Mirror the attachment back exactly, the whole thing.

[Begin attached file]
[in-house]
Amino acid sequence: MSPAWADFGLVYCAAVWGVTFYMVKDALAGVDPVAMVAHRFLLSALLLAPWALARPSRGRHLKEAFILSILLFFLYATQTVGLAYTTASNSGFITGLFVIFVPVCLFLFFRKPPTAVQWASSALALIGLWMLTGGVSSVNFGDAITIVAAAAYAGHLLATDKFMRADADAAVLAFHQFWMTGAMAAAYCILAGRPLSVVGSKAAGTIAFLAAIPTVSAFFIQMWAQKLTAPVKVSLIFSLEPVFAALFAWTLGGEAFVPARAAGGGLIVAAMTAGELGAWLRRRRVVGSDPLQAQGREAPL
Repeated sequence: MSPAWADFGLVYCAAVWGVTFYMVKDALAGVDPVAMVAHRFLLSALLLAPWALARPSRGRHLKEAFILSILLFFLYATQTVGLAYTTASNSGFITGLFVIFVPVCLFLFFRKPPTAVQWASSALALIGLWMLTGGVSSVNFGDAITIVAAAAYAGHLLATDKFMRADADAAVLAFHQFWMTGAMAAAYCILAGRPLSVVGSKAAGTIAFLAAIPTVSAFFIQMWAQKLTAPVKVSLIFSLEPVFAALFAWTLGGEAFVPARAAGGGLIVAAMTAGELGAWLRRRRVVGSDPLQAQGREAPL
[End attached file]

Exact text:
[in-house]
Amino acid sequence: MSPAWADFGLVYCAAVWGVTFYMVKDALAGVDPVAMVAHRFLLSALLLAPWALARPSRGRHLKEAFILSILLFFLYATQTVGLAYTTASNSGFITGLFVIFVPVCLFLFFRKPPTAVQWASSALALIGLWMLTGGVSSVNFGDAITIVAAAAYAGHLLATDKFMRADADAAVLAFHQFWMTGAMAAAYCILAGRPLSVVGSKAAGTIAFLAAIPTVSAFFIQMWAQKLTAPVKVSLIFSLEPVFAALFAWTLGGEAFVPARAAGGGLIVAAMTAGELGAWLRRRRVVGSDPLQAQGREAPL
Repeated sequence: MSPAWADFGLVYCAAVWGVTFYMVKDALAGVDPVAMVAHRFLLSALLLAPWALARPSRGRHLKEAFILSILLFFLYATQTVGLAYTTASNSGFITGLFVIFVPVCLFLFFRKPPTAVQWASSALALIGLWMLTGGVSSVNFGDAITIVAAAAYAGHLLATDKFMRADADAAVLAFHQFWMTGAMAAAYCILAGRPLSVVGSKAAGTIAFLAAIPTVSAFFIQMWAQKLTAPVKVSLIFSLEPVFAALFAWTLGGEAFVPARAAGGGLIVAAMTAGELGAWLRRRRVVGSDPLQAQGREAPL